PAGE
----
It’s more to point out the fact that resources do indeed matter and anyone saying otherwise and dropping lines like, “this spending binge has not produced comparable gains in student outcomes”, isn’t looking at the data.  It seems quite ironic then that those that are largely blind to this are the education reformers who like to position themselves as having their decision making driven by testing and statistical data.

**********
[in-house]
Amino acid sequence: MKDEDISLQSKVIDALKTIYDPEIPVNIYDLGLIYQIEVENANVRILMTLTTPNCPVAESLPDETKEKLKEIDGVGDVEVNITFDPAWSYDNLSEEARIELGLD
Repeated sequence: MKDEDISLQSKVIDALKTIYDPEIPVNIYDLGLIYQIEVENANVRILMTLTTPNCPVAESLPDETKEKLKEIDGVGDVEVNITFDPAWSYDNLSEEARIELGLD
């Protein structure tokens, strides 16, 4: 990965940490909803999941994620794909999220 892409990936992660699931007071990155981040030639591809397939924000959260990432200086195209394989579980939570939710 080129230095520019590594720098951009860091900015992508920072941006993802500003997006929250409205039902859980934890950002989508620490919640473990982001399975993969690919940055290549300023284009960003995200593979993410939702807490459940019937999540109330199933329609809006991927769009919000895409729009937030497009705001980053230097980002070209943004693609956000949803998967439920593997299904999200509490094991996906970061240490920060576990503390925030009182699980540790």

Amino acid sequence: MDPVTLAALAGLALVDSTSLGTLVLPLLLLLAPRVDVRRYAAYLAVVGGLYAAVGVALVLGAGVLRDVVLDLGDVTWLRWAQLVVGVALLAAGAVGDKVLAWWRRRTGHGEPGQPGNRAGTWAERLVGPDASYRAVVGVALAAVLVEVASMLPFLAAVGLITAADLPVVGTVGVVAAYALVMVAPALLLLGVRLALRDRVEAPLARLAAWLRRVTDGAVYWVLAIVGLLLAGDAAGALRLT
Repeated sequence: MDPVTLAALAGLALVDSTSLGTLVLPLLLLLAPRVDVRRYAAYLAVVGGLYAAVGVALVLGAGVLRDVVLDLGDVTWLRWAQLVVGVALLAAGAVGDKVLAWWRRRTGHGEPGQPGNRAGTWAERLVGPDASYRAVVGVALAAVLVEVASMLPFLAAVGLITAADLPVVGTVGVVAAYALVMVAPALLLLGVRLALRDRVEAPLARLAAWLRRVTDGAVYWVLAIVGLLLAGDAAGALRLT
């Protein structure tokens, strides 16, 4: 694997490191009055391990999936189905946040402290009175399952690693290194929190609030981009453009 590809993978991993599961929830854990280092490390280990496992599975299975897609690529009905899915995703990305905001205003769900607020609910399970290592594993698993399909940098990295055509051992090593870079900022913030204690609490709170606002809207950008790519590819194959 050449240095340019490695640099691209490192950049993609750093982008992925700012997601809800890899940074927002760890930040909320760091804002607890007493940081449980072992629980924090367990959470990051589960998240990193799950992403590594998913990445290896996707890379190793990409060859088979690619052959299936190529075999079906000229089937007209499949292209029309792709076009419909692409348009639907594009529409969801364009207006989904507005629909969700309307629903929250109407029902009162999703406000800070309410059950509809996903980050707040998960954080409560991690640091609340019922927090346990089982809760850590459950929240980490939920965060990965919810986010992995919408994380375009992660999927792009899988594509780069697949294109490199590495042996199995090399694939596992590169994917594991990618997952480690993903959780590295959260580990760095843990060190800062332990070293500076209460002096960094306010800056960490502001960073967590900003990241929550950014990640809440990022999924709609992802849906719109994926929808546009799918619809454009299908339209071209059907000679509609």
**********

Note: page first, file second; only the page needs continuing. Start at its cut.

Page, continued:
(By the way…can we figure out what happened in the 1980s that produced such significant student progress?)



2 thoughts on “If You’re Into Data Driven Decision Making, School Resources Should Matter